The Tao is the void, the space that exists between the subatomic structure of our universe. According to the Tao Te Ching this space is the potential for all that exists though in itself it is nothing. Absolutely nothing. This concept, and the scientific inquiry surrounding it, reflects the outer edge of human intellect. Einstein as well as all modern physicists have not been able to define or quantify the void of nothingness.
In the Tao Te Ching the Te is the expression that proceeds from the Tao and expresses itself through all sentient life as virtue. Whenever we are "in accordance with nature" we are expressing this virtue.
The Tao is the all pervading source of the energy that keeps the planets in their orbits, keeps the gases of the sun from dissolving into space, and maintains the integrity of our own physical form. The Tao exists in the space between the atomic structure of all material and sentient forms and is the ultimate source of all that exists. The Tao itself is the empty space, the nothingness of nonexistence or preexistence. The Tao permeates everything, surrounding everything. The Tao is from where everything proceeds and to where everything returns.
Section 4 of the Tao Te Ching:
Tao is space
It is the luminosity of the universe
In its depth and stillness
It is infinite and eternal
Where did it come from?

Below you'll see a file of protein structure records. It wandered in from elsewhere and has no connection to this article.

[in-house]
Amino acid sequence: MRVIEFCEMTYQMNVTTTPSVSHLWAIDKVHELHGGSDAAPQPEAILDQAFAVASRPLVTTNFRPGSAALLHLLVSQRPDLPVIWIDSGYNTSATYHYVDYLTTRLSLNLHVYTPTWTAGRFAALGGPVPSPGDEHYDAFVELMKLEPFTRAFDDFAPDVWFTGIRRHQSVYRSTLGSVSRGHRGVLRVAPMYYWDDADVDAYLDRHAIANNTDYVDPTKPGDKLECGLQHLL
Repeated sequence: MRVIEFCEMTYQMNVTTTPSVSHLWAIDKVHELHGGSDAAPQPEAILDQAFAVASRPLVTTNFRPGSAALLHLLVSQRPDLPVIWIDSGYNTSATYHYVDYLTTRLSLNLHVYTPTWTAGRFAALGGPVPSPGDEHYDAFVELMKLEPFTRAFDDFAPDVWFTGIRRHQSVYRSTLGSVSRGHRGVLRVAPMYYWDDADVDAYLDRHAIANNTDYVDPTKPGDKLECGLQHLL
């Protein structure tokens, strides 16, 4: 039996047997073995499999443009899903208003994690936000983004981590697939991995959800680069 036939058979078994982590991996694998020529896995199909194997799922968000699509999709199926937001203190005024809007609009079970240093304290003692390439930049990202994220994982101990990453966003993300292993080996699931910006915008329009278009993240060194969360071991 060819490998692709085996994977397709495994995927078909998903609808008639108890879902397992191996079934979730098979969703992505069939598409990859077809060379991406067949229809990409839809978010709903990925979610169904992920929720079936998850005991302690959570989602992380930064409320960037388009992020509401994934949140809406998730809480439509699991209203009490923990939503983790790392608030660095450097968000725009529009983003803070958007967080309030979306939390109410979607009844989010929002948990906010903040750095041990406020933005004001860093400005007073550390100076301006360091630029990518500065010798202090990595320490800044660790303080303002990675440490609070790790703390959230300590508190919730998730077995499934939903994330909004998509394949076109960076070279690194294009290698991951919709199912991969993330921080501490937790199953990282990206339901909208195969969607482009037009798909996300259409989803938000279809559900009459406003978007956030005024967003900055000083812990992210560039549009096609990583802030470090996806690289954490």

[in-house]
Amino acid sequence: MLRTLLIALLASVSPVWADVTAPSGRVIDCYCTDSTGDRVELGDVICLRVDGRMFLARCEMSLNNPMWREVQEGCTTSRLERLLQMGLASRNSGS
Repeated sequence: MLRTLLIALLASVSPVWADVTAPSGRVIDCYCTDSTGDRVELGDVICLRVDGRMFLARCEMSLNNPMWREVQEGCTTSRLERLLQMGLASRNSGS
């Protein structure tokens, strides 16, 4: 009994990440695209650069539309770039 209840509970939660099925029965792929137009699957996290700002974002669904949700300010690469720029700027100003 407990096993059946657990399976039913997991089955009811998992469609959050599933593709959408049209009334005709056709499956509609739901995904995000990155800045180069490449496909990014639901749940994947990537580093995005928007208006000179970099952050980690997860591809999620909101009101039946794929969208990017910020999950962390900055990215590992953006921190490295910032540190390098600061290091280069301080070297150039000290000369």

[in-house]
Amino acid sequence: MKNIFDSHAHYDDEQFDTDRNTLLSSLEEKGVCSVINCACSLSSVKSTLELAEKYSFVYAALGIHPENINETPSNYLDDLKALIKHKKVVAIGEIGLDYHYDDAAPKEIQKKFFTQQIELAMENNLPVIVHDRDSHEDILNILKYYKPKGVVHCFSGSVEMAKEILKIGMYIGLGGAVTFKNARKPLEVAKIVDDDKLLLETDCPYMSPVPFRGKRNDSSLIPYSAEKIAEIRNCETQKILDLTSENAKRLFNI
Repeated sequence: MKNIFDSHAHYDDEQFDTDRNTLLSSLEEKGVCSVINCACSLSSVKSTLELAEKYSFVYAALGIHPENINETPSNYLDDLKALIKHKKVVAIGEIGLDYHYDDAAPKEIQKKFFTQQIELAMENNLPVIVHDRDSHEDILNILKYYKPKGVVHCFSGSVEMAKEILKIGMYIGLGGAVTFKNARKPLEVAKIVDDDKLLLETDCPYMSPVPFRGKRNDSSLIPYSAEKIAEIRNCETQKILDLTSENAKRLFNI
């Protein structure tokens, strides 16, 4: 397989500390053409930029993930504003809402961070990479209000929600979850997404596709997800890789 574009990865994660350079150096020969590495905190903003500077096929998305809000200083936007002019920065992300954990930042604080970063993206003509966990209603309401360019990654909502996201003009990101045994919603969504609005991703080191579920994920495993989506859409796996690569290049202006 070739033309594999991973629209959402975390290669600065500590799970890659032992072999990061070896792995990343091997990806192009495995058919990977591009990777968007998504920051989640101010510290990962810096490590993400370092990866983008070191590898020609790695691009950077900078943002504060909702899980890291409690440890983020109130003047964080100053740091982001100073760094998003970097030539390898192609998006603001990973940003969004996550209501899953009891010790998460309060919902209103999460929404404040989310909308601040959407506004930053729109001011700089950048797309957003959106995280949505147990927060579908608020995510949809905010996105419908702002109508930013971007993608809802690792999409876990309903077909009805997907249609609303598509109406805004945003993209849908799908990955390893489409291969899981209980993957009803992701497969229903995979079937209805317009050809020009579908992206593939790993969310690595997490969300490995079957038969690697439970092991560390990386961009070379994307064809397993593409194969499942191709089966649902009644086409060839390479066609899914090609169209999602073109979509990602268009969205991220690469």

It was here before creation
The Tao is omniscient, omnipresent, and omnipotent in its simplicity and as its nature of the source of all that exists. The perception of the Tao is essential to present moment awareness, unconditional love and compassion, and a life of virtuous expression.
The Tao cannot be described or "named", as soon as it is named it is not the Tao. This accounts for the untold number of books relating to spirituality. Each one misses the essential truth and encourages just one more book to be written. According to most translations, however, the Tao is "...both named and nameless, as nameless it is the origin of all, as named the nurturance of all.
We are so very arrogant in our thought processes. The world scientific community has never been able to define nor describe gravity, nor time, nor electricity for a few examples. However, we use these phenomenon to describe a host of other phenomenon that scientists also have no definition nor description of. Einstein, for example, thought that he had defined gravity in terms of his theory of relativity. He realized later that he had not, and spent the rest of his life trying to do so. He did not succeed.
Joao Magueijo writes concerning Einstein's confusion: "He thus restored nothingness to the nothing (as he dispensed with the ages old "ether" theory), voidness to the void. And then (in 1917) he was reversing himself completely, asking whether one could ascribe some sort of existence to the void after all, so that the void could produce gravity. Could nothing be something?"
The late Richard Feynman:
"The theory of gravitation... was not understandable from the laws of motion... gravitation is, so far, not understandable in terms of other phenomenon... So not only have we no experiments with which to check a quantum theory of gravitation, we also have no reasonable theory."